Calton Hill observatory set to become gallery and cafe

An artist's impression of the Calton Hill plans. Picture: comp
An artist's impression of the Calton Hill plans. Picture: comp
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PLANS to transform a derelict 18th-century observatory on Calton Hill into a modern art gallery, office and cafe are set to get the go-ahead.

Planning officials have recommended that approval be given to the £3.5 million project, which would also see the demolition of three domes dating from the late 19th century.

Historic buildings that have lain empty for more than five years are to be refurbished as the new home for the Collective Gallery, with a pavilion built in the north-west corner of the walled compound.

Celebrated city architect Malcolm Fraser has been signed up to redevelop the William Playfair-designed observatory, visible across much of Edinburgh, which dates back to the construction of the New Town.

And an additional space is to be excavated beneath the historic Playfair Building, with the walled courtyard re-landscaped to include a spiral walkway taking visitors around the historic site.

Following completion, the development will sit next to the old Royal High School – site of a proposed £75m luxury hotel.

In a report which will be considered by councillors next week, planning officials said the observatory transformation would provide an “exciting new landmark on the skyline”.

But the blueprints have been attacked by bosses at heritage watchdog the Cockburn Association, who said they would lead to an unacceptable level of commercialisation.

Stressing she had no issue with the Collective Gallery as occupier, Marion Williams, association director, said: “This will be on one of Edinburgh’s seven hills.

“I think the problem we had was with the cafe, which would be in a very prominent corner of the site. If this is going to become a 24-7, 365-days-a-year operation, if there is traffic flowing to this location all the time, it’s lit up, and you have other events taking place because of the new venue, that’s when it becomes commercialisation of a sacred site.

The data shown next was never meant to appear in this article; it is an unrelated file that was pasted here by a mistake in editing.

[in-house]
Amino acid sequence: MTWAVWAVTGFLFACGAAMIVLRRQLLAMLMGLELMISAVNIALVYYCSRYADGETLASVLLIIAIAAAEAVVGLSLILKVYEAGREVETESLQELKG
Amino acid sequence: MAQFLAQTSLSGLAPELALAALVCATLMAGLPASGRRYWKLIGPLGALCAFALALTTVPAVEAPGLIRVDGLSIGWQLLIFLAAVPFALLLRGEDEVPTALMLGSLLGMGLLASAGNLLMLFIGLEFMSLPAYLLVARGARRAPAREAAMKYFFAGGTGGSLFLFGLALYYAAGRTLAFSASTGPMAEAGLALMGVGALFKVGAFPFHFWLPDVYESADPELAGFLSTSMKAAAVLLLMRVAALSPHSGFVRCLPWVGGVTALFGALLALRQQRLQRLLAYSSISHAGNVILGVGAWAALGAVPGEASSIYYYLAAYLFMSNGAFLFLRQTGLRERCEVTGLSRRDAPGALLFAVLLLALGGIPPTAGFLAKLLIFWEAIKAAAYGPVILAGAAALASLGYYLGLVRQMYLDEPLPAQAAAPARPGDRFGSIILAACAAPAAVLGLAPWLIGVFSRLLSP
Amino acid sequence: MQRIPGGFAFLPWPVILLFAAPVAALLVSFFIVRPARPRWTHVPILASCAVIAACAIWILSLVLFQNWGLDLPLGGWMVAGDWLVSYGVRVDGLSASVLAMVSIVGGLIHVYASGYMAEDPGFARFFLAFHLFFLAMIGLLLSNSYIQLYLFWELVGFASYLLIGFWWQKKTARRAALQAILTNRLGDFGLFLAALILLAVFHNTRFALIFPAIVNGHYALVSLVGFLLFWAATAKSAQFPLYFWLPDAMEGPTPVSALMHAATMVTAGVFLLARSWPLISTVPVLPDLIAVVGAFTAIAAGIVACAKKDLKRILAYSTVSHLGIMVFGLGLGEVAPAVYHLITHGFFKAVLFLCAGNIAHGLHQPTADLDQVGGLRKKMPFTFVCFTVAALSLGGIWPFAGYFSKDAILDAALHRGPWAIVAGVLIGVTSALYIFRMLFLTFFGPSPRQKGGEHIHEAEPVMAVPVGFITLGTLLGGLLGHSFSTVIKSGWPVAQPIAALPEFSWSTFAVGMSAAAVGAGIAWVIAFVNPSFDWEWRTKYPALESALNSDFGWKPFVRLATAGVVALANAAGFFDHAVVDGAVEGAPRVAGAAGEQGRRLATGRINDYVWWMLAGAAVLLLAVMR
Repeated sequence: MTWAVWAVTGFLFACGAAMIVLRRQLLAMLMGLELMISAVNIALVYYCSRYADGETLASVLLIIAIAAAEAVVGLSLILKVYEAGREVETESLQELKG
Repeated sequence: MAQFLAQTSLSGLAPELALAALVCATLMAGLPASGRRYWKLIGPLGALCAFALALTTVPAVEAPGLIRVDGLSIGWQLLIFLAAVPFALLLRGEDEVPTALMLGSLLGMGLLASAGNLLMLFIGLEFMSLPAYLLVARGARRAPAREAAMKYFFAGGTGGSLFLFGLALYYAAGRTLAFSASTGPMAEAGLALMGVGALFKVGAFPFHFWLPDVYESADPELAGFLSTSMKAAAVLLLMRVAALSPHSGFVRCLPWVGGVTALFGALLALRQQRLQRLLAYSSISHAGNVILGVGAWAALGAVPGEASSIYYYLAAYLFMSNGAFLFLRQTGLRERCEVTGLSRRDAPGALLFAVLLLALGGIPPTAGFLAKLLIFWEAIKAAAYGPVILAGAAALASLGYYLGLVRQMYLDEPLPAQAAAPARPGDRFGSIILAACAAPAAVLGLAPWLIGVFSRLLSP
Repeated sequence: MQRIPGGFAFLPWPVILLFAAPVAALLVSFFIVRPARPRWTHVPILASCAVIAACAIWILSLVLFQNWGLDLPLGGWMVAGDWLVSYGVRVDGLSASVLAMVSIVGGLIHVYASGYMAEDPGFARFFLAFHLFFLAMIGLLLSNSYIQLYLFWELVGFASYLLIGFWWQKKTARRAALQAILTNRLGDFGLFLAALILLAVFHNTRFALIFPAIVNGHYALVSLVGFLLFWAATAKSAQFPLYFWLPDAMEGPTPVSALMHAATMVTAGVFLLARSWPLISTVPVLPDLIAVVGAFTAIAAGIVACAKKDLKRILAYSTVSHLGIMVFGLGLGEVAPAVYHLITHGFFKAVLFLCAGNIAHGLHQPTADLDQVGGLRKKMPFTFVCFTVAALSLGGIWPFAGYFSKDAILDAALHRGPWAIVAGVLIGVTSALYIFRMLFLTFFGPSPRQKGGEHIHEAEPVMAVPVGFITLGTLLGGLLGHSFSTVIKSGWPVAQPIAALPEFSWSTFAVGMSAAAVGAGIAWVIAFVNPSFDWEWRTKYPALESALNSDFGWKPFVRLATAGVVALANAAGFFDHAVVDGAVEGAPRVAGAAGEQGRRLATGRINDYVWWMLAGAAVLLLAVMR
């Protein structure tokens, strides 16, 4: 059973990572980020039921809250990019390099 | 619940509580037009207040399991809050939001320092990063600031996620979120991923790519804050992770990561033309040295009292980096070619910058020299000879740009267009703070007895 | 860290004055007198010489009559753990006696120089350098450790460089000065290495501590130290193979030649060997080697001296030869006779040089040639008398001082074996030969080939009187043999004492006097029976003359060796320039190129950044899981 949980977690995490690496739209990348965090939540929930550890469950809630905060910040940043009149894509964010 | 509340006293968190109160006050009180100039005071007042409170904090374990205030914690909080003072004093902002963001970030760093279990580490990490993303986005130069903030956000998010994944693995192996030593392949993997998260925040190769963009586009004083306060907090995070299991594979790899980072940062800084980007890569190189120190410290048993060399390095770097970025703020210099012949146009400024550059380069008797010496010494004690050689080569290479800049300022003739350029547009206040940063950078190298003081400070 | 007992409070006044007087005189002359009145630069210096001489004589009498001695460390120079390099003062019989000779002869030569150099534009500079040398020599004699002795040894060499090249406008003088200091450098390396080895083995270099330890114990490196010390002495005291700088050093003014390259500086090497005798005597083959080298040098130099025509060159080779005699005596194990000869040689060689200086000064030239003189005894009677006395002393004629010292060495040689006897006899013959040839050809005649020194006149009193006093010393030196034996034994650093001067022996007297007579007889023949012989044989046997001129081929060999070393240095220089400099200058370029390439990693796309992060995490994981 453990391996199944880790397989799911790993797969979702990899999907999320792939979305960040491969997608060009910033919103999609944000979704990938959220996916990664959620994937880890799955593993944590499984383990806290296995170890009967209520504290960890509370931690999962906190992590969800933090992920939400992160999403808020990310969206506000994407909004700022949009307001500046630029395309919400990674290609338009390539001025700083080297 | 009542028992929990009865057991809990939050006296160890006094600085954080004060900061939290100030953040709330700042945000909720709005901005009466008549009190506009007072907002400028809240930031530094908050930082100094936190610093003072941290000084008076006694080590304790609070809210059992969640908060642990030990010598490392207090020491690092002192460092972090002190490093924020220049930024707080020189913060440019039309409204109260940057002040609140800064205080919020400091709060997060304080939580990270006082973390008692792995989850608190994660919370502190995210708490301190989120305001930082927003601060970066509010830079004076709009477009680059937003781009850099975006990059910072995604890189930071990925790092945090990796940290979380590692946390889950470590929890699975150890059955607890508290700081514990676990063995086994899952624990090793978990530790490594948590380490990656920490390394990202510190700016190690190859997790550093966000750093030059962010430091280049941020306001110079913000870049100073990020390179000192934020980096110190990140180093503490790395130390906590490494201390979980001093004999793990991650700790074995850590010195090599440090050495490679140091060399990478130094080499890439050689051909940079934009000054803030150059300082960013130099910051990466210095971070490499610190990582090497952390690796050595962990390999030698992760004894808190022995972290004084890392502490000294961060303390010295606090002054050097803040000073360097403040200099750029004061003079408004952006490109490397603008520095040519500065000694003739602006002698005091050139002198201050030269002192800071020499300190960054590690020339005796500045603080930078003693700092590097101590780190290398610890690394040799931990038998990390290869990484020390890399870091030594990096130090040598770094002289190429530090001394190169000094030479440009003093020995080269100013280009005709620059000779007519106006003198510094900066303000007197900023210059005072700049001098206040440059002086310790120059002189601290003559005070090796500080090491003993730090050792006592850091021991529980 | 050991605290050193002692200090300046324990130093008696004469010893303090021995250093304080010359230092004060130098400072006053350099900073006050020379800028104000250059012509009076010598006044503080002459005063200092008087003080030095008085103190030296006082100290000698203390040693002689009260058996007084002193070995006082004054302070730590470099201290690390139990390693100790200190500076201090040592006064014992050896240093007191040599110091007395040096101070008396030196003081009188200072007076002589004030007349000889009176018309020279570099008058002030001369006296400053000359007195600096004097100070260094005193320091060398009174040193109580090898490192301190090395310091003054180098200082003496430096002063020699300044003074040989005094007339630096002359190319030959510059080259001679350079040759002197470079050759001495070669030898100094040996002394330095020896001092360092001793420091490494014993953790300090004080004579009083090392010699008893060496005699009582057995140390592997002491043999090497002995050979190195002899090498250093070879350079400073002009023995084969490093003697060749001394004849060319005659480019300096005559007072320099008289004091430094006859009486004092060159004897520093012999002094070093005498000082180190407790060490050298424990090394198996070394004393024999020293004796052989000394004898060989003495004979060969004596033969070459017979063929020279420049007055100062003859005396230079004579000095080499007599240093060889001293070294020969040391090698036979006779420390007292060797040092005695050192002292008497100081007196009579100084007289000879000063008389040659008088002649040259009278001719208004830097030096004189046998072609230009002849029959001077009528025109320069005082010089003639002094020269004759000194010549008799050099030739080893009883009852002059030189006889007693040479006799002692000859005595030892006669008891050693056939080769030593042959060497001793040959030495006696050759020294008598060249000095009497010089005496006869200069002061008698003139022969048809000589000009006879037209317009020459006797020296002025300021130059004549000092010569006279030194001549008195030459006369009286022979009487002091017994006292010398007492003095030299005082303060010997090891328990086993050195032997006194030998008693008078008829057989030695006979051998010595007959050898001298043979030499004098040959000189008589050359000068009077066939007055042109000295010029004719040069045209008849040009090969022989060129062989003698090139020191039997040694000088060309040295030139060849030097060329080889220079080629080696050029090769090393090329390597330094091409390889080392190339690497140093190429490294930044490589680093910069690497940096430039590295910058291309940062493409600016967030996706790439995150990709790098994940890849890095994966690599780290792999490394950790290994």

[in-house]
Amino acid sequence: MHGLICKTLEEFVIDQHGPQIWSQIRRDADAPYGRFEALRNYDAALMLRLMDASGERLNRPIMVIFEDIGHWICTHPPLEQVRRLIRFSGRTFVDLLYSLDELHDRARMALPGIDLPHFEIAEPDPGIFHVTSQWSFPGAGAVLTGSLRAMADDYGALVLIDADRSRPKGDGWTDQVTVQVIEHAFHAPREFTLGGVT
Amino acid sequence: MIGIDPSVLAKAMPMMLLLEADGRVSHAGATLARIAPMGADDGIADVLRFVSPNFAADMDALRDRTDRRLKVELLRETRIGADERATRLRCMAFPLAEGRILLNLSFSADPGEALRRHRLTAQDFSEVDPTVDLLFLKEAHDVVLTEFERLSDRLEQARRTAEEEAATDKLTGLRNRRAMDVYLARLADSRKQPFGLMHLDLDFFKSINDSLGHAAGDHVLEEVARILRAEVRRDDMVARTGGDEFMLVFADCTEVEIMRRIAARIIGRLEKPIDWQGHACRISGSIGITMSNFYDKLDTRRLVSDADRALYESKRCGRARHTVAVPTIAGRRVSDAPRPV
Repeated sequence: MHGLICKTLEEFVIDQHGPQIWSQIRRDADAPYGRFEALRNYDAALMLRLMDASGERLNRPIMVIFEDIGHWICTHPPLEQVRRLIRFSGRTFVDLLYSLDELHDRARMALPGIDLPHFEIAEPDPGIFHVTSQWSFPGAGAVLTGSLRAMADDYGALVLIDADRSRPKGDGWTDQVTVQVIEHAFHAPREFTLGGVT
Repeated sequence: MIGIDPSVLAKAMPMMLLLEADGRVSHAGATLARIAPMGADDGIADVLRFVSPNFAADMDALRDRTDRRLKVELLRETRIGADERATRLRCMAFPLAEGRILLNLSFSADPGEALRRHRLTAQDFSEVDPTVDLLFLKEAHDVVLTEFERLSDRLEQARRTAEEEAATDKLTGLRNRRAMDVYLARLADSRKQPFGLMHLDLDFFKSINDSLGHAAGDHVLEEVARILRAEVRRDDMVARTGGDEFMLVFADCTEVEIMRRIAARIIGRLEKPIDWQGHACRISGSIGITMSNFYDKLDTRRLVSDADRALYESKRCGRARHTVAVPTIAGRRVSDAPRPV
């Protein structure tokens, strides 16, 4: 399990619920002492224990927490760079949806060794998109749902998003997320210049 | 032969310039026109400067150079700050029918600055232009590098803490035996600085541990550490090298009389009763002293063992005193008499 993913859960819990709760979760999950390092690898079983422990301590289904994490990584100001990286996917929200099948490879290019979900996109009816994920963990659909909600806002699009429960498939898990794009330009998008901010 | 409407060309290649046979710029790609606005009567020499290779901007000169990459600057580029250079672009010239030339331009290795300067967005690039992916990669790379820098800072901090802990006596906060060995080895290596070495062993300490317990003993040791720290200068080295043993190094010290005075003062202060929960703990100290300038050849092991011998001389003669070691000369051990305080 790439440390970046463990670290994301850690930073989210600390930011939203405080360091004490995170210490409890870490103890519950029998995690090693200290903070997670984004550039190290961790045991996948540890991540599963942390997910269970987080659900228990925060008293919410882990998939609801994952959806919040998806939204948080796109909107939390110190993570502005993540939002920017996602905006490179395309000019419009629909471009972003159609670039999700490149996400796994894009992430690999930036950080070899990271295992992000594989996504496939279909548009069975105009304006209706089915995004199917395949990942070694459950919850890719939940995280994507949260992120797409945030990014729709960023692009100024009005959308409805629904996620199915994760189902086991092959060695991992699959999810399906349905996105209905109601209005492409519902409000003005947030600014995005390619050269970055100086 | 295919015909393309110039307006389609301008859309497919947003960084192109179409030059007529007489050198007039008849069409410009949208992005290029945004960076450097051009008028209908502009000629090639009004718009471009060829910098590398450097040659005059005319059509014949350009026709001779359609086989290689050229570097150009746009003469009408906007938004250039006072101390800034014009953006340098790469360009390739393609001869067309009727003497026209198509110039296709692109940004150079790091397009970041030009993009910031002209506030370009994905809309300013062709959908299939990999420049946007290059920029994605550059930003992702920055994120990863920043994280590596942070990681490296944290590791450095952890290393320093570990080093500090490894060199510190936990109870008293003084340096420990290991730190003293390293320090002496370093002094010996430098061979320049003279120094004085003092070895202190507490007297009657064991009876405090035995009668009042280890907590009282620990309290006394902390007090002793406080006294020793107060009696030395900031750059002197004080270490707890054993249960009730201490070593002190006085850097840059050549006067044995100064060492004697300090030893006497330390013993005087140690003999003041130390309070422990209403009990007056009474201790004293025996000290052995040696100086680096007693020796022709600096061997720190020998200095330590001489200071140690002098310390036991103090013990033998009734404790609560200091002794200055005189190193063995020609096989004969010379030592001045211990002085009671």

“We have to remember it’s a graveyard, it’s the observatory, it’s a site of special scientific interest (SSSI) – what’s not for sale in Edinburgh?”

She added: “All of this changes the nature of Calton Hill, which is there to be enjoyed as a very protected and special space. If it becomes something else then the final decision by councillors has to be taken bearing that very major change in mind.”

However, leaders of New Town and Broughton community council have voiced support for the plans.

Chairman Ian Mowat said: “If you’re going to have a gallery then you’re going to have a cafe, and I think we thought that what they had provided was quite respectful and complementary.”

In an official summation, city planning officials described the proposals as ambitious but said they would enhance Calton Hill. Their report states: “The new cafe-salon, projecting over the north east corner of the compound, will be visible in views in the city centre and will have a substantial area of glazing facing westwards.

“It will be illuminated during dark evenings.

“The proposed development, although bold in concept, will enhance the City Observatory compound, providing an exciting new landmark building on the skyline.

“The proposed alterations to the interior to the City Observatory will have no adverse impact on the character of special interest of the Observatory. The works will be an enhancement to the City Observatory.”